The theft of 4×4 caravans was once a major problem in the United Kingdom. It has decreased in prevalence, but it still remains a fact that over one thousand and six hundred caravans are stolen in the United Kingdom every year, with only about four per cent, or just over sixty are ever found again and returned to the owner after being stolen. One way to help keep thieves away from your caravan is to fit a coupling lock which will prevent anyone intending to steal your caravan from lifting the coupling latch, which will prevent the caravan from being released when it is attached to the car that is towing it, and from being towed by a car once it has been uncoupled and locked.

A universal make of coupling lock is also available which will prevent the caravan from being coupled by placing a tow ball attached to a lockable bar in the coupling, thus preventing it from being coupled to a prospective thief’s car. If you feel that a greater level of security is required, a wheel clamp might be an option to consider. By contrast, a quick option that may have to suffice if you are caught out while on holiday to secure your caravan lest it be one of the one thousand, six hundred stolen 4×4 camper trailers for sale each year is a chain and padlock. Also consider having the VIN and licence plate number permanently engraved in various places inside the caravan, as thieves will alter these when trying to sell a stolen caravan. Invisible ink that only shows up under ultraviolet light is a good option.
One option that would not have been practical in the past for securing your 4×4 offroad camper is a GPS tracking device. These can easily be acquired for under two hundred dollars and tracked through a dedicated website or smart phone app. If you want guaranteed piece of mind regarding the security of your caravan, these are by far the best option. About the size of a key chain, they can easily be concealed somewhere in your caravan, and a motion sensor will activate the tracking feature only once the caravan begins to move.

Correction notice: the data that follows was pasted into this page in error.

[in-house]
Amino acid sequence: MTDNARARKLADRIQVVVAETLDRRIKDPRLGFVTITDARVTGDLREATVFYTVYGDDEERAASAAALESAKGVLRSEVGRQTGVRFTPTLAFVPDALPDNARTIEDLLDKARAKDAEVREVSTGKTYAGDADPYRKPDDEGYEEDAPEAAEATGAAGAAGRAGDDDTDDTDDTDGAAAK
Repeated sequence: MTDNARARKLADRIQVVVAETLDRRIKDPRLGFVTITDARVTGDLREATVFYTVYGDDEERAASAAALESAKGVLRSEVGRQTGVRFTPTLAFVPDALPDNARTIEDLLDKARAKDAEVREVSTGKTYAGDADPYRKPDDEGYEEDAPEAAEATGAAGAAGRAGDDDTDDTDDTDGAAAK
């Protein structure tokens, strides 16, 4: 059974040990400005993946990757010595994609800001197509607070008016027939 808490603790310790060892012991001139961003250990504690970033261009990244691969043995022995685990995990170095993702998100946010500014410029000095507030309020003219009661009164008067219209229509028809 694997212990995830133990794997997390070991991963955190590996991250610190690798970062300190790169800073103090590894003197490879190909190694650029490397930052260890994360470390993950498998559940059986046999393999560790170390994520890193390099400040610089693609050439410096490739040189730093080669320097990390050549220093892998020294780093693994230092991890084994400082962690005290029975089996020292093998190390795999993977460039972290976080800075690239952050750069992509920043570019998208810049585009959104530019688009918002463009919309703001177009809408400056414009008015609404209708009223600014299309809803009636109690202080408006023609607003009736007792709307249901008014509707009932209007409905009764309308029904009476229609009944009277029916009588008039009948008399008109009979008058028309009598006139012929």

This means that a GPS tracker is ideal as a form of security when your crossover trailer is at your destination caravan park or camp site, or when it is parked while you are at home but is less useful in cases where caravans have been stolen from servos and other places on the way to and from holiday spots. Luckily, these kinds of thefts are comparatively rare when considered alongside the number of caravans stolen from caravan parks and from homes. For this reason, it’s a good idea to invest in secure parking for your strong tough camper at home if this is at all possible.

If you have ever been diving in the freezing cold waters of the North Atlantic or the Pacific then you will know that a wetsuit is a lifesaver in these conditions. Wetsuits are not meant to keep your body dry, in fact you get as wet as ever in a wetsuit, but wetsuits are designed to keep you warm in waters that would otherwise very much kill you, or at least have a good attempt at it.It only seems natural then that we should learn more about the history of wetsuits. After all, when you think about it wetsuits have probably saved your life on more than one occasion if you have been diving in freezing cold waters. So let’s take a closer look at wetsuits and where they come from. Redirected here is the history of a wetsuit and other more information. 
1951Yes the invention of the wetsuit was in 1951 which means that prior to 1951 divers were either diving without the aid of a wetsuit or they were not diving at all in fear for their lives. This is not strictly true though because prior to 1951 there were quite a few patent applications made to the US Patent Department which sound suspiciously like a design for a wetsuit. In 1947, for example, a man named Harvey Williams of Connecticut filed a patent for a “one-piece, step-in and slip-over-the-head” diving suit design, a wetsuit, which would keep the water out and radiate heat around the body. Prior to this the earliest wetsuit design was patented in 1927 by Thomas Edgar Aud who’s designs were actually more of a lifesaving surf board suit than a wetsuit but who none the less had the idea as early as 1927.
Hugh BradnerThe credit for the modern wetsuit though goes to Hugh Bradner who, as we have already established, created the wetsuit in 1951. Where Bradner’s wetsuit designs differed to the other wetsuit designs of the past, and where Bradner really deserves to take the credit, was figuring out that neoprene was a fantastic insulator and a great material to use for a wetsuit. To be fair to some of the others neoprene was only created in 1930 so Aud, for example, would not have known about its capabilities but Bradner was still the one who took it and applied to a wetsuit.Also the designs of other wetsuits differed from Bradner’s as the others tried to keep the water from getting into the wetsuit and covering the body, whereas Bradner realised that letting the water in was the best way forward and not letting the heat escape was the key factor.
It is also important to remember that Bradner did not invent neoprene nor did he invent an insulated suit that could save your life whilst you were in the water. What he did was create a wetsuit that kept you warm whilst diving and took the technology of neoprene and added to the wetsuit to make the wetsuit even better.